#153 — Possible Minds

#153 — Possible Minds

Update: 2019-04-1513
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In this episode of the Making Sense podcast, Sam Harris introduces John Brockman's new anthology, "Possible Minds: 25 Ways of Looking at AI," in conversation with three of its authors: George Dyson, Alison Gopnik, and Stuart Russell.

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Comments (9)

Raúl Beristáin

so much nonsense in the last interview. Too bad Sam dismissed the great arguments of the lady in the middle one. For example, the discussion about a machine with goals not allowing us to switch it off is based on flawed assumptions: if it has a simple goal such as fetching coffee, it is nonsensical to believe that it has the capacity to reason about the conveniences of being switched off. It would has enough capabilities to navigate the environment and get coffee, but if you try to switch it off it will enter a fail condition. It can try to ram through you if you are on its way, but more likely it will have obstacle avoidance and try to get around. It doesn't follow that it has sufficient intelligence to work out your intent to switch it off, and much less that it will have the mental capacity to plan actions to stop you. On the other hand, a machine that has general intelligence is not likely to either follow our willing choose simple tasks and goals like making paper clips or fetching coffee. It will likely follow or choose much more complex goals, and because WE make them and WE --at least initially-- need to communicate with them, they should have the capacity to communicate their intent and understand ours. Yes, communication doesn't guarantee agreement, but it won't catch you off guard. It won't be your janitorial robot suddenly gaining awareness and rebelling. And yes, you can turn it off because it will be a brain in a jar for years to come. We can build brains in jars (computers) with these amazing powers of processing, and we can build robots that can barley get by in the physical world under limited conditions. But if we are decades away from general artificial intelligence (in spite these guys fantasies), we are perhaps twice as far from putting GAI in a robot body that can act under its own intelligence and power. And we have all the guns ;) Now, if someone is stupid enough to plug a known GAI to large weapons systems they deserve what happens next but my point is that this is so so far off in the future that worrying about it is worse than pointless in an age of climate change, as the lady rightly said.

Apr 17th
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Winds of the Magnetar

Raúl Beristáin Nothing in the 2nd interview constituted dismissal. They overwhelmingly agreed and complimented each other’s knowledge. The only notable distance between their views was on the hard problem of consciousness. One should not have to explain why that’s a legitimate point of contention. Even on that single PhD program’s worth of material they just weighted possibilities differently from each other. We have the capacity, and could use a heightened capacity, to postulate about future issues and current ones. For such a long winded comment it ends with a total refutation of an entire field of conversation, which sounds like a self-defeating cause. The coffee maker was a derivation, a thought experiment, meant to demonstrate a systems commitment to completing a task independent of limitation, reason, common sense, or a goal structure aligned with human objectives. In an attempt to refute their assumed reasoning (in fact the coffee maker example constitutes flawed human alignment on the part of the machine) you assume good reasoning and built in limits which are not guaranteed, they have to be engineered and, imagine this, considered deeply in conversation by its creators and their advisors as part of development. That’s the entire point, there are a starling portion of people seeking technology without consideration of these limitations. You seem to be skipping half the argument, when these things, if ever, become possible is not the main concern. Regardless of the time frame we should still be seriously considering ethical, legal, technical, and geopolitical repercussions. Thought experiments and derivations are meant to help one understand, sometimes one can be confused by them instead and should listen again more closely.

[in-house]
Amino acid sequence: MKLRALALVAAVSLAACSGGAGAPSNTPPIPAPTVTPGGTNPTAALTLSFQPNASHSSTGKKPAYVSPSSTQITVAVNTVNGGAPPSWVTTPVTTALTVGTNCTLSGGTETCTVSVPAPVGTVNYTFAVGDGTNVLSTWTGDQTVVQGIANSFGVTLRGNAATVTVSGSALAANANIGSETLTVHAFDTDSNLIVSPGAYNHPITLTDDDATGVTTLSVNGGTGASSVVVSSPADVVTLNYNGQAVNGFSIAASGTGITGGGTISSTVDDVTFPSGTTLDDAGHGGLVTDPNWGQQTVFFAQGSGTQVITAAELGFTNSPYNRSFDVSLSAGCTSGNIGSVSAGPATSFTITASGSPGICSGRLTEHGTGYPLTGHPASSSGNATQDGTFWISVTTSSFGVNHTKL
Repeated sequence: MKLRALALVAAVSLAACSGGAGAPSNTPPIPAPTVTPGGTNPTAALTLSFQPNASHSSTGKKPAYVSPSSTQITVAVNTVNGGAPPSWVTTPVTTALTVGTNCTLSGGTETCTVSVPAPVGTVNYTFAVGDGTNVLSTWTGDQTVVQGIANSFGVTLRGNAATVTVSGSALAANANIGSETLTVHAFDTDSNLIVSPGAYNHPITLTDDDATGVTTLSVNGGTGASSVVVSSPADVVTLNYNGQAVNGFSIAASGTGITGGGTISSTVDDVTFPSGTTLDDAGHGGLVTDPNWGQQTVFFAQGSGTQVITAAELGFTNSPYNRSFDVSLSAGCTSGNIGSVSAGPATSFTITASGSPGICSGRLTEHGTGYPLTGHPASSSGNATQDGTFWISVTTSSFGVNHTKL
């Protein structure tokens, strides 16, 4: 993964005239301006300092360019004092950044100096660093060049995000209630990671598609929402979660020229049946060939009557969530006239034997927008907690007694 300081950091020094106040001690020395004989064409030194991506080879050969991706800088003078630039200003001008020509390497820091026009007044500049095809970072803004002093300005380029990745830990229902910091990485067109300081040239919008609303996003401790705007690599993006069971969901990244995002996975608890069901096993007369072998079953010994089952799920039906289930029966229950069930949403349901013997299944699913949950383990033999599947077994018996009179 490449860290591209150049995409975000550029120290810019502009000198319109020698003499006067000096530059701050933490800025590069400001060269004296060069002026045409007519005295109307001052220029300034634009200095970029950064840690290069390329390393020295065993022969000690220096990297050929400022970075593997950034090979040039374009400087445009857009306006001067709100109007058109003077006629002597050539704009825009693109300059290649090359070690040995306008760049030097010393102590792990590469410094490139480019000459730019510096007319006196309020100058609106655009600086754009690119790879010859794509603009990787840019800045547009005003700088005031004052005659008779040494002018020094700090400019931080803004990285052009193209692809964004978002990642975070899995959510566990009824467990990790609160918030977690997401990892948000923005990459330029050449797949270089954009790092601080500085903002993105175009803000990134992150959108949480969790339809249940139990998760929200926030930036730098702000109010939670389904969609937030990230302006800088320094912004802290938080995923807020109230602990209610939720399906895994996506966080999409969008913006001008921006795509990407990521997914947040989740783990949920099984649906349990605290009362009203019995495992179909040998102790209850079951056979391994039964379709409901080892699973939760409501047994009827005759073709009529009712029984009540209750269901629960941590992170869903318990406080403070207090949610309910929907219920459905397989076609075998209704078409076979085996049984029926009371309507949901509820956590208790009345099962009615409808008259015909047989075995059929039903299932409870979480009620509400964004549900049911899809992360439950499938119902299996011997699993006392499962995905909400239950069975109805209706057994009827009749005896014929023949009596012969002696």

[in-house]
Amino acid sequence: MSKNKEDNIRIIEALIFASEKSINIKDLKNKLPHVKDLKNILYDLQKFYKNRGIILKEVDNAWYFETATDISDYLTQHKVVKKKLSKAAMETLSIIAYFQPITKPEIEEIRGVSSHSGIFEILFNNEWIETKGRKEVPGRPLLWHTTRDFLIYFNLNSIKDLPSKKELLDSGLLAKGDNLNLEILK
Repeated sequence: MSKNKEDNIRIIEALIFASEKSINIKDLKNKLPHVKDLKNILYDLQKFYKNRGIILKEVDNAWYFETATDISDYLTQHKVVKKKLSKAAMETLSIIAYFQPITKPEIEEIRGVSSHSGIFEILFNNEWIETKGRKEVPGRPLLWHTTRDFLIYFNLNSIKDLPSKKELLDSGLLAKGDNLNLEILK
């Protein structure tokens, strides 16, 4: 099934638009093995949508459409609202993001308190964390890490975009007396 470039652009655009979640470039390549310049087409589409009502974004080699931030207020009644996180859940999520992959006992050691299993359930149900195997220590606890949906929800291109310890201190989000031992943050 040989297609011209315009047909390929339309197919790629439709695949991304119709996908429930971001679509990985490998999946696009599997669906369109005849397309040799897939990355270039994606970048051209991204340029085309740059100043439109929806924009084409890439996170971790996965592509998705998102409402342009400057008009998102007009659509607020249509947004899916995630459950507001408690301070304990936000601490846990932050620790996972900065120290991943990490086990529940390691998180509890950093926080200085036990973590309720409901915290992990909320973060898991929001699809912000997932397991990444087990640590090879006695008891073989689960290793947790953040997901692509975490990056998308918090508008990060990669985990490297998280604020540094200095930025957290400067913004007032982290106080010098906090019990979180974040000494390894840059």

May 13th
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Raúl Beristáin

Rick Arden I hear you, but I don't think I agree. I'm not an expert, and I assume you aren't either. If so, both of us need to rely on what actual experts say it's going on. It is true that there are scientists --experts-- that disagree that climate change is man-made. But this isn't one of them "two sides to every story" issues. This is a story with 10,000 sides, and 989 sides say it's real, whereas only 11 say it isn't. Of course, the majority has been wrong about science before but the maths on this issue have been verified by the vast majority of experts and the agree that, if anything its worse than we thought. But let's imagine for a second it is made up. That reminds me of a cartoon I saw once that said: What is this is a hoax and we end up building a better world for nothing!?!

Apr 25th
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Christoffer Enfors

I can't listen to the first guy.. hooooly

Apr 16th
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#153 — Possible Minds

#153 — Possible Minds